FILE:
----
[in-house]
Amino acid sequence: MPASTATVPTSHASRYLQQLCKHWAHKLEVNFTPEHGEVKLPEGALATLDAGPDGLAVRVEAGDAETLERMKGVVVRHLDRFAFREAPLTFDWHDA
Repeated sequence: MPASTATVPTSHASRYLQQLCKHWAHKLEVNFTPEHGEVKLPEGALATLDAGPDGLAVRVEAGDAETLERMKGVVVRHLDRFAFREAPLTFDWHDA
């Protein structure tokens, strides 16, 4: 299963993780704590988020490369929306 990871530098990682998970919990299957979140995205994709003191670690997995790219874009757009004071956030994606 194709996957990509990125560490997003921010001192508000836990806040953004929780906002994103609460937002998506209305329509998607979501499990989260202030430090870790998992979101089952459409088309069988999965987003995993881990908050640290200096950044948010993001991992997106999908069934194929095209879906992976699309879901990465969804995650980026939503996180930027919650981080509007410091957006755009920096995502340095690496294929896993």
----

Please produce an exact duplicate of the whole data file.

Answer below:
[in-house]
Amino acid sequence: MPASTATVPTSHASRYLQQLCKHWAHKLEVNFTPEHGEVKLPEGALATLDAGPDGLAVRVEAGDAETLERMKGVVVRHLDRFAFREAPLTFDWHDA
Repeated sequence: MPASTATVPTSHASRYLQQLCKHWAHKLEVNFTPEHGEVKLPEGALATLDAGPDGLAVRVEAGDAETLERMKGVVVRHLDRFAFREAPLTFDWHDA
């Protein structure tokens, strides 16, 4: 299963993780704590988020490369929306 990871530098990682998970919990299957979140995205994709003191670690997995790219874009757009004071956030994606 194709996957990509990125560490997003921010001192508000836990806040953004929780906002994103609460937002998506209305329509998607979501499990989260202030430090870790998992979101089952459409088309069988999965987003995993881990908050640290200096950044948010993001991992997106999908069934194929095209879906992976699309879901990465969804995650980026939503996180930027919650981080509007410091957006755009920096995502340095690496294929896993």